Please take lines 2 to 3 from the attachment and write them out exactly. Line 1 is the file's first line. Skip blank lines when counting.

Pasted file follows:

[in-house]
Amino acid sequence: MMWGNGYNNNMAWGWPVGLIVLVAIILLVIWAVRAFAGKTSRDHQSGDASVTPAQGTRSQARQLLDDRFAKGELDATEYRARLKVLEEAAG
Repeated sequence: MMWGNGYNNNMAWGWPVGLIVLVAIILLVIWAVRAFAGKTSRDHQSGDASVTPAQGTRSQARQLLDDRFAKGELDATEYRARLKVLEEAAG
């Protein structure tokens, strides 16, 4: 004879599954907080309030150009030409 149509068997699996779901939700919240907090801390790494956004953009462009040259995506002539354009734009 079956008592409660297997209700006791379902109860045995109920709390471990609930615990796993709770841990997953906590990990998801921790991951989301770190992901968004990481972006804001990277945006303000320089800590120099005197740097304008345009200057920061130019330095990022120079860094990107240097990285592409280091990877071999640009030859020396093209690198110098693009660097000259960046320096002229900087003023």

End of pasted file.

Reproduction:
Amino acid sequence: MMWGNGYNNNMAWGWPVGLIVLVAIILLVIWAVRAFAGKTSRDHQSGDASVTPAQGTRSQARQLLDDRFAKGELDATEYRARLKVLEEAAG
Repeated sequence: MMWGNGYNNNMAWGWPVGLIVLVAIILLVIWAVRAFAGKTSRDHQSGDASVTPAQGTRSQARQLLDDRFAKGELDATEYRARLKVLEEAAG